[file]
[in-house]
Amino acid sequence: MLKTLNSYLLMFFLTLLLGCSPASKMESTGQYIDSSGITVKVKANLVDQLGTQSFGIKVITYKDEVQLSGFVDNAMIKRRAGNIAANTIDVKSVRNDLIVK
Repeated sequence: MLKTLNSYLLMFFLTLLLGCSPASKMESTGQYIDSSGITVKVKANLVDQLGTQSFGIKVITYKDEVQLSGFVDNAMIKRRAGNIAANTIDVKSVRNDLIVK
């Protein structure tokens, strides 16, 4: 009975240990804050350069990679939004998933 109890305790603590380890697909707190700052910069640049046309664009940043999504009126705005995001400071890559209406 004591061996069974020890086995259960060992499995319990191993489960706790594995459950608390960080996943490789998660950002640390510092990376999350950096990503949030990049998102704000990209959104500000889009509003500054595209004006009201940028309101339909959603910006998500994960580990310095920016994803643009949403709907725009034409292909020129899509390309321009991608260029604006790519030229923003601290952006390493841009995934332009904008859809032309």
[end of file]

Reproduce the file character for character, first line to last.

[in-house]
Amino acid sequence: MLKTLNSYLLMFFLTLLLGCSPASKMESTGQYIDSSGITVKVKANLVDQLGTQSFGIKVITYKDEVQLSGFVDNAMIKRRAGNIAANTIDVKSVRNDLIVK
Repeated sequence: MLKTLNSYLLMFFLTLLLGCSPASKMESTGQYIDSSGITVKVKANLVDQLGTQSFGIKVITYKDEVQLSGFVDNAMIKRRAGNIAANTIDVKSVRNDLIVK
């Protein structure tokens, strides 16, 4: 009975240990804050350069990679939004998933 109890305790603590380890697909707190700052910069640049046309664009940043999504009126705005995001400071890559209406 004591061996069974020890086995259960060992499995319990191993489960706790594995459950608390960080996943490789998660950002640390510092990376999350950096990503949030990049998102704000990209959104500000889009509003500054595209004006009201940028309101339909959603910006998500994960580990310095920016994803643009949403709907725009034409292909020129899509390309321009991608260029604006790519030229923003601290952006390493841009995934332009904008859809032309």